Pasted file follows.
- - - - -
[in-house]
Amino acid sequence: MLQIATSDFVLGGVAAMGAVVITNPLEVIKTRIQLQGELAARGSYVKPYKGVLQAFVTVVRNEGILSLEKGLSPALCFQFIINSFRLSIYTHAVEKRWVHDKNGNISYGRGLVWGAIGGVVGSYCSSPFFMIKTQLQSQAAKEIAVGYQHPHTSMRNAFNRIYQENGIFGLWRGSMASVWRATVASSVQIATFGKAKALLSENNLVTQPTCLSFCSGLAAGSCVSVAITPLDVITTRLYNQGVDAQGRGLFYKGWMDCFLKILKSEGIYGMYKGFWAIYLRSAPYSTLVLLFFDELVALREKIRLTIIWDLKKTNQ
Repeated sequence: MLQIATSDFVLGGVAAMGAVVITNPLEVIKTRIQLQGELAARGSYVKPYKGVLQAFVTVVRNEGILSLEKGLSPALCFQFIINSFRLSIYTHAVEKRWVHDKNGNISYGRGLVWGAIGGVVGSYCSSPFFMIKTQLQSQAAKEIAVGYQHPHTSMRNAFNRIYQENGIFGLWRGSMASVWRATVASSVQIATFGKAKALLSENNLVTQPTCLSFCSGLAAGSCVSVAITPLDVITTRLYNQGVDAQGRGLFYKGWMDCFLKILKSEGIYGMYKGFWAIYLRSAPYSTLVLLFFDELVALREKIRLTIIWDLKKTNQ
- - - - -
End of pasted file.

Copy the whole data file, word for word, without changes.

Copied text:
[in-house]
Amino acid sequence: MLQIATSDFVLGGVAAMGAVVITNPLEVIKTRIQLQGELAARGSYVKPYKGVLQAFVTVVRNEGILSLEKGLSPALCFQFIINSFRLSIYTHAVEKRWVHDKNGNISYGRGLVWGAIGGVVGSYCSSPFFMIKTQLQSQAAKEIAVGYQHPHTSMRNAFNRIYQENGIFGLWRGSMASVWRATVASSVQIATFGKAKALLSENNLVTQPTCLSFCSGLAAGSCVSVAITPLDVITTRLYNQGVDAQGRGLFYKGWMDCFLKILKSEGIYGMYKGFWAIYLRSAPYSTLVLLFFDELVALREKIRLTIIWDLKKTNQ
Repeated sequence: MLQIATSDFVLGGVAAMGAVVITNPLEVIKTRIQLQGELAARGSYVKPYKGVLQAFVTVVRNEGILSLEKGLSPALCFQFIINSFRLSIYTHAVEKRWVHDKNGNISYGRGLVWGAIGGVVGSYCSSPFFMIKTQLQSQAAKEIAVGYQHPHTSMRNAFNRIYQENGIFGLWRGSMASVWRATVASSVQIATFGKAKALLSENNLVTQPTCLSFCSGLAAGSCVSVAITPLDVITTRLYNQGVDAQGRGLFYKGWMDCFLKILKSEGIYGMYKGFWAIYLRSAPYSTLVLLFFDELVALREKIRLTIIWDLKKTNQ